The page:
That stress stopped me taking any risks, totally stifled my creativity and made me want everyone to leave me alone so I could hide away in a very dark corner.
The more I hid, the more I wanted to hide. The more I feared additional stress the more things seemed to pile up. The more I tried to break free, the more I seemed to brood and dug myself into an even greater hole.
I was miserable, anxious, exhausted, defeated and felt totally trapped in a vicious cycle of negative spirals of thinking that I couldn’t escape from.
I’m sure my own experience, or at least elements of it, resonates with that of many other people out there.
If you didn’t already know, over the next 8 weeks (or so) I’m practicing the mindfulness course laid out by Mark Williams, Professor of Clinical Psychology, in his book co-written with Danny Penman – Mindfulness: a practical guide to finding peace in a frantic world (quotes from the book are shown in italics). My aim is to learn how to absolutely thrive in this frantic world.
This third week focused on bringing ‘… true freedom a step closer by further enhancing your awareness of the body and mind.’
Think on this for a second…
‘The spirit in which you do something is often as important as the act itself.’
Do something through gritted teeth, because you feel forced in to it, in a negative or critical mindset, then as various psychology experiments have shown, you will activate your minds ‘aversion’ system. It narrows the focus in your life – just like blinkers (aka blinders) on a race horse. You’ll be more anxious, less flexible, incapable of taking action and less creative. You’re closing the box.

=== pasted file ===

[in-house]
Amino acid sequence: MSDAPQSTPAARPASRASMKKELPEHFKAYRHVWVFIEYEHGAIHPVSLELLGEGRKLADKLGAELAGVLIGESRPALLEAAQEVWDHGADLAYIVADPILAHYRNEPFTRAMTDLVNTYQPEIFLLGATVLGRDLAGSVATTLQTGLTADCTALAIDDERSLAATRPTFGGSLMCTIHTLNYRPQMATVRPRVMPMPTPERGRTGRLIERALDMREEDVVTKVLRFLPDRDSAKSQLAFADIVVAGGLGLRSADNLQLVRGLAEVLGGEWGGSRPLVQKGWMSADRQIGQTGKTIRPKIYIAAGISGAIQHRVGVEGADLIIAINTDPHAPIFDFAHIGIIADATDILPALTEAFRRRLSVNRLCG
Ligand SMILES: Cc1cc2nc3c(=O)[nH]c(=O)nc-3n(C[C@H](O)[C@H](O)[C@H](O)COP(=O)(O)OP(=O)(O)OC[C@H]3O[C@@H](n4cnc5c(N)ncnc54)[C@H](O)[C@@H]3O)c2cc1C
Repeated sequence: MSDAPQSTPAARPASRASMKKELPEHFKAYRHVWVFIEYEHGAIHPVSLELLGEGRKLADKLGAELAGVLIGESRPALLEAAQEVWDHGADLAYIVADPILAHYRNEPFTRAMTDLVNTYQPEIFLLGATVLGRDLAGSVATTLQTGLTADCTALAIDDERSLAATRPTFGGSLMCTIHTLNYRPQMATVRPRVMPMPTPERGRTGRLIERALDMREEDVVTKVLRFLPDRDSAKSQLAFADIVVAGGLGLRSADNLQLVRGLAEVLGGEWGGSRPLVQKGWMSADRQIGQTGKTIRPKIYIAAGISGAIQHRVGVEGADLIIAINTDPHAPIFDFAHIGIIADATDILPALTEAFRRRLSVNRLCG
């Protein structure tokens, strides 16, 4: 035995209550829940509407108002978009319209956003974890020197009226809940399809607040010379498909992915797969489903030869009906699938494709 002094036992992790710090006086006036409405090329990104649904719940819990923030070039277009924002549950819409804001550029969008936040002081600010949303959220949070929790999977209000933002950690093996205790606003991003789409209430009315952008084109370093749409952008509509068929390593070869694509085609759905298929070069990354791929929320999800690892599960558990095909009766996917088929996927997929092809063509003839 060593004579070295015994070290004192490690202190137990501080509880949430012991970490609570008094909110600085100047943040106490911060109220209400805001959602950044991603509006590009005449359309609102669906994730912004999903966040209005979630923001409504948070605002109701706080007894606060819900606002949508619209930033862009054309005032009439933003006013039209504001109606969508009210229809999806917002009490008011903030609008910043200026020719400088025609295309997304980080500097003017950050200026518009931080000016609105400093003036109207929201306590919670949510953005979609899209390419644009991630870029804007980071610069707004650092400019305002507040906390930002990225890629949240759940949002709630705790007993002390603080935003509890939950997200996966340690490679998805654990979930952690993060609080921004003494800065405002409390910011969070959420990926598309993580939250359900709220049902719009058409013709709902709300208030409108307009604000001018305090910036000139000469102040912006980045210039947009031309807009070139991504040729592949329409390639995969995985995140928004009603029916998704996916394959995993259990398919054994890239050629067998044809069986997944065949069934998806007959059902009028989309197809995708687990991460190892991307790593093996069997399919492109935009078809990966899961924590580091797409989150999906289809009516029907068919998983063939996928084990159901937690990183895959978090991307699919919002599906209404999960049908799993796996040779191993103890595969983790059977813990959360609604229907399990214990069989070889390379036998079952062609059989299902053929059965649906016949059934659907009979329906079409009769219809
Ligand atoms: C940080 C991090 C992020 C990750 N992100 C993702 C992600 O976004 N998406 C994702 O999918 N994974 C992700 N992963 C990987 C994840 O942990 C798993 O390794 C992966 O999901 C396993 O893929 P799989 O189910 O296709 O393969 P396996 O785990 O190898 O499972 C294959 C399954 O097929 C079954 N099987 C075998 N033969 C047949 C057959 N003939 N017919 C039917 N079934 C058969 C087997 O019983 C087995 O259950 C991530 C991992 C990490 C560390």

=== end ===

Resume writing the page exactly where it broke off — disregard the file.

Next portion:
Nothing activates your ‘aversion’ system more than that feeling of being trapped in exhaustion and helplessness, while criticizing yourself at every turn.
In contrast do the same things in good spirits, in an openhearted or wholehearted manner, then you activate the minds ‘approach’ system. Your life has the opportunity to become richer, warmer, more flexible and more creative.
Which sounds better to you?
This week the MEDITATION component was much greater than previous weeks and included actually three different meditations that together required around 38 minutes of meditation a day.
First was 8 minutes of MINDFUL MOVEMENT meditation. That was followed immediately by another 8 minutes this time of BODY AND BREATH meditation. Just like previous weeks this had to be practiced at least twice a day, 6 days out of 7.
Then there was the THREE MINUTE BREATHING SPACE meditation – also to be done twice a day throughout the week.
Next was the HABIT RELEASER. This week it was all about ‘valuing the television’. Consciously choosing the specific programs and then turning the TV off in-between. Getting rid of that ever-present background static.
There was no specific MINDFUL AWARENESS OF A DAILY TASK on the mandatory list this week. However, I still find myself more ‘awake’ when brushing my teeth and walking to and fro between my office and the kitchen.
Oh and of course I have kept up the daily routine that I added last week – the 10 FINGERS OF GRATITUDE.
So OVERALL how was week #3?
It was certainly more challenging to fit in the time required to meditate and adding the 3 minute breathing space during the day was difficult to remember until I settled on a couple of set times – for me noon and 4pm worked well.
The 3 minute breathing space has proved to be a great tool that gives me the chance to take a deep breath, clear the mental decks and provides a mini-recharge in terms of both my creativity and my ability to focus and work efficiently.